Looking oh so casual in a red T-shirt, jeans and tennis shoes, Rob Glaser today described why RealNetworks is spinning off its games business, the role that Facebook is having on the game industry and whether he would buy the popular online word game Scrabulous.
The conversation — moderated by Wired’s Frank Rose — started with Glaser explaining why Real decided to spin off its games business later this year. The big reason, he said, is that the casual games industry has expanded to the point where it is not just a “PC phenomenon.” Casual
games are becoming more connected to the mainstream gaming industry, including the console and hand-held games developed for Sony, Microsoft and Nintendo game devices.
Given the size of the opportunity, Glaser said “if we let it loose completely, we thought it has an even better opportunity to shine and have a huge impact on the industry for many years to come.” He plans to stay connected to the spin off by maintaining a board seat and large
equity interest, though he said he won’t follow in the path of Apple’s Steve Jobs who once famously ran two companies at the same time.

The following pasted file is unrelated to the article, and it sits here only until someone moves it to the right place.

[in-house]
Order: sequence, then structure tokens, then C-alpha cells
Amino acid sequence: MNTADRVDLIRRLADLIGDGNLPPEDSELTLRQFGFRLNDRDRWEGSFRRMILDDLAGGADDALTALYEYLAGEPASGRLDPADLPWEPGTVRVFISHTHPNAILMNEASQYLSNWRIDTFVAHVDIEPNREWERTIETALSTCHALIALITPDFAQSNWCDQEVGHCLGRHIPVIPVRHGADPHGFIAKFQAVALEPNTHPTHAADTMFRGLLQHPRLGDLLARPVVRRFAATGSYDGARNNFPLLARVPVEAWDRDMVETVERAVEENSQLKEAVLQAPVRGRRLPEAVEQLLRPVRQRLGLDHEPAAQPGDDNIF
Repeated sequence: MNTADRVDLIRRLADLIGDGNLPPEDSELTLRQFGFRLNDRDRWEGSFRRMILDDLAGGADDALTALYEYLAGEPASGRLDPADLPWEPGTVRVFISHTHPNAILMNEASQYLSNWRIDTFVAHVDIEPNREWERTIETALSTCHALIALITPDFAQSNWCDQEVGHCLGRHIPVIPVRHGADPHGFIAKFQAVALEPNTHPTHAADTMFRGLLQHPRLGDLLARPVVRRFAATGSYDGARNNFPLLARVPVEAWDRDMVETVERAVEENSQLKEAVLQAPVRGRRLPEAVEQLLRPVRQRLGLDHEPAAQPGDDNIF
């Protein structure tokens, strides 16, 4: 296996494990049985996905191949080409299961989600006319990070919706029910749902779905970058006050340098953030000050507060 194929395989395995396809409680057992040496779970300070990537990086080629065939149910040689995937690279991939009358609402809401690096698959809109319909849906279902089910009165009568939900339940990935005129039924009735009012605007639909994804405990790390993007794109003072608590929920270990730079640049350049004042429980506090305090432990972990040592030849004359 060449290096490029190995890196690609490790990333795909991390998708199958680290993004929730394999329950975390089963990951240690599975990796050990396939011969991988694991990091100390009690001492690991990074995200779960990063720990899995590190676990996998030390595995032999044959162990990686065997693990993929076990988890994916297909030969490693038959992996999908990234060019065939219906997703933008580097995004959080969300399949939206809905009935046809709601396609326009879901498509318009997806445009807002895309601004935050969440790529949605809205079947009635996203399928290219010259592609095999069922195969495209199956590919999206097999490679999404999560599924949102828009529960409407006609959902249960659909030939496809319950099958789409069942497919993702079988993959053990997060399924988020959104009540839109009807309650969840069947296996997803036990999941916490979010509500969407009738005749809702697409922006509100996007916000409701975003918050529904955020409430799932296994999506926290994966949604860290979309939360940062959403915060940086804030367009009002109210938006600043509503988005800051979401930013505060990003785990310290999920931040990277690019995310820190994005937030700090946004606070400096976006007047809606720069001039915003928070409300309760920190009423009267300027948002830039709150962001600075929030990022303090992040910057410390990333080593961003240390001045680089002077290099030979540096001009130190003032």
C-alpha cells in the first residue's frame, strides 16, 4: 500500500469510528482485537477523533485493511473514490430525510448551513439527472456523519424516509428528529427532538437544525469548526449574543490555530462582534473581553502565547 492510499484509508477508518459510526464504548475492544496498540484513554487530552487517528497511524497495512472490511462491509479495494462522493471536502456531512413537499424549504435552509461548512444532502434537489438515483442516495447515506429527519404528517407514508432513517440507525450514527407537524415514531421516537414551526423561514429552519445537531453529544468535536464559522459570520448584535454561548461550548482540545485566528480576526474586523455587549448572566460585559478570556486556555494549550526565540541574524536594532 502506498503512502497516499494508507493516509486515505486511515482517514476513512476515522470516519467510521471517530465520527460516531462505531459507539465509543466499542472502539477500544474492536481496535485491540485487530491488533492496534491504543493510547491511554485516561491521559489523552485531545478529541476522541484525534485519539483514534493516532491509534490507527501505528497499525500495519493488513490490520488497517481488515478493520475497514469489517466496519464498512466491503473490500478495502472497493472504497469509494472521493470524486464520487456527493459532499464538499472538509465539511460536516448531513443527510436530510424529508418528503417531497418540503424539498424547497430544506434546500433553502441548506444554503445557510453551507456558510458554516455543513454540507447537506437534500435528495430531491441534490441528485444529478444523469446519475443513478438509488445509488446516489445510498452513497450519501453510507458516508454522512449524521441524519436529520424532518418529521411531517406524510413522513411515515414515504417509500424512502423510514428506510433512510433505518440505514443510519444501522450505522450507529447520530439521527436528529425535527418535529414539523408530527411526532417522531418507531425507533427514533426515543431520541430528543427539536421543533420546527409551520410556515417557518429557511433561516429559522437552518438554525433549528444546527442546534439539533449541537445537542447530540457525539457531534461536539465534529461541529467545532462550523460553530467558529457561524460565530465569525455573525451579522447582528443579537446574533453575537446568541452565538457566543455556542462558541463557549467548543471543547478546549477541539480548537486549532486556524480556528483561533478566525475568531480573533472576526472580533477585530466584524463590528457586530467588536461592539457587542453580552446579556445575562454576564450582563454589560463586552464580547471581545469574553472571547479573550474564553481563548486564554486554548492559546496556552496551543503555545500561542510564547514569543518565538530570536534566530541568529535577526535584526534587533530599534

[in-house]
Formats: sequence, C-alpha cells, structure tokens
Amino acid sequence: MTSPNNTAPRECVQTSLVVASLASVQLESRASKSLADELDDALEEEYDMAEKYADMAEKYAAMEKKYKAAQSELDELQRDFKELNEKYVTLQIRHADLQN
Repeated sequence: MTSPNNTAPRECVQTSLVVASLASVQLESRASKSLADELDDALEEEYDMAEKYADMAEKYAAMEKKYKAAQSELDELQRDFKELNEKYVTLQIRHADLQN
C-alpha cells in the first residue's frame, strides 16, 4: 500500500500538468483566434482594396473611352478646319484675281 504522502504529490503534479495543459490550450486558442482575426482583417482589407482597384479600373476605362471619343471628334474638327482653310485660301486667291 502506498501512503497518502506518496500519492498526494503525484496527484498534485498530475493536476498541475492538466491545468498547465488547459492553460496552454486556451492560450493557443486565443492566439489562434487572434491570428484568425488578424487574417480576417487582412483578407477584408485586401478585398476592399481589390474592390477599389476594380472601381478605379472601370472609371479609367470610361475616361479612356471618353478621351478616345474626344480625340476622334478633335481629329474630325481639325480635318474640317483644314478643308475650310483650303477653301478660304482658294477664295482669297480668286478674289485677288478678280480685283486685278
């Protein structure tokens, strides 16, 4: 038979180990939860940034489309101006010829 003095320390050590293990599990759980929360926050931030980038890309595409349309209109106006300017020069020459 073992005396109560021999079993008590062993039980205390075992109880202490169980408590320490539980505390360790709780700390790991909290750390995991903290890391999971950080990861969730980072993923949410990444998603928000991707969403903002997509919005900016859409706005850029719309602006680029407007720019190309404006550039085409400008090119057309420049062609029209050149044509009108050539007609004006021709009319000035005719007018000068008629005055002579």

Glaser compared the spin off of the games business — which will take more than $100 million in annual sales from Real — as the equivalent to a kid graduating from high school and heading to college. The Seattle entrepreneur also discussed the appeal of Nintendo’s Wii, Apple’s iPhone and Facebook.
As it relates to the Wii, Glaser said within the first 10 minutes of playing a bowling or tennis game he knew it was a “transformational experience.” He was later convinced when his wife — far from a hard core gamer — got hooked on some of the Wii’s interactive elements.
“When you actually look at the technology, it is not like they split the atom,” he said. “But they envisioned what you could do with the right kind of inputs from the controller.”
Meanwhile, mobile games have been relatively slow to take hold, primarily due to the merchandising challenges. But Glaser thinks that may change with the introduction of the iPhone, for which his company recently created a new “South Park” game. Even though the iPhone accounts for just one percent of all handsets, he hopes that it will help spark “indirect energy” for mobile games on other devices.
RealNetworks has only dipped its toe in the water for games distributed on Facebook, with Glaser saying that it represents a “tale of two cities.” That’s because a hot game on Facebook can attract large numbers of users, but making money from the audience remains